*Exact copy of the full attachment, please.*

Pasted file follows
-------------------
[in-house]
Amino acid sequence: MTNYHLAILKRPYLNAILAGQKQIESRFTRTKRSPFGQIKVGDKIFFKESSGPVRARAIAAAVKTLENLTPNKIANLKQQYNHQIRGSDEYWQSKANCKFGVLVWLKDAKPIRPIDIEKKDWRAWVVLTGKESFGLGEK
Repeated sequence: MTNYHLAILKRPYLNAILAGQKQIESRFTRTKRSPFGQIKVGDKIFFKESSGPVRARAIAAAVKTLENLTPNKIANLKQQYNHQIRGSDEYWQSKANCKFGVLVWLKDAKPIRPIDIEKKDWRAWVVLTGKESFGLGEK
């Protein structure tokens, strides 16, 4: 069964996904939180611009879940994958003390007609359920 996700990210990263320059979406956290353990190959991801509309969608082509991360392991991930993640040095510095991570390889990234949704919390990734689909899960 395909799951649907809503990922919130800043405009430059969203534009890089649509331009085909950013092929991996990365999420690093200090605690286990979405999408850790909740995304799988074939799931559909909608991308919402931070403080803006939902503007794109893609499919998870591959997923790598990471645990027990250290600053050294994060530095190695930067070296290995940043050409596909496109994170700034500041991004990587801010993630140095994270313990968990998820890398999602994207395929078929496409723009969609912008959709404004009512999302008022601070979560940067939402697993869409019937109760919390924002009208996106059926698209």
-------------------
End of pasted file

[in-house]
Amino acid sequence: MTNYHLAILKRPYLNAILAGQKQIESRFTRTKRSPFGQIKVGDKIFFKESSGPVRARAIAAAVKTLENLTPNKIANLKQQYNHQIRGSDEYWQSKANCKFGVLVWLKDAKPIRPIDIEKKDWRAWVVLTGKESFGLGEK
Repeated sequence: MTNYHLAILKRPYLNAILAGQKQIESRFTRTKRSPFGQIKVGDKIFFKESSGPVRARAIAAAVKTLENLTPNKIANLKQQYNHQIRGSDEYWQSKANCKFGVLVWLKDAKPIRPIDIEKKDWRAWVVLTGKESFGLGEK
């Protein structure tokens, strides 16, 4: 069964996904939180611009879940994958003390007609359920 996700990210990263320059979406956290353990190959991801509309969608082509991360392991991930993640040095510095991570390889990234949704919390990734689909899960 395909799951649907809503990922919130800043405009430059969203534009890089649509331009085909950013092929991996990365999420690093200090605690286990979405999408850790909740995304799988074939799931559909909608991308919402931070403080803006939902503007794109893609499919998870591959997923790598990471645990027990250290600053050294994060530095190695930067070296290995940043050409596909496109994170700034500041991004990587801010993630140095994270313990968990998820890398999602994207395929078929496409723009969609912008959709404004009512999302008022601070979560940067939402697993869409019937109760919390924002009208996106059926698209």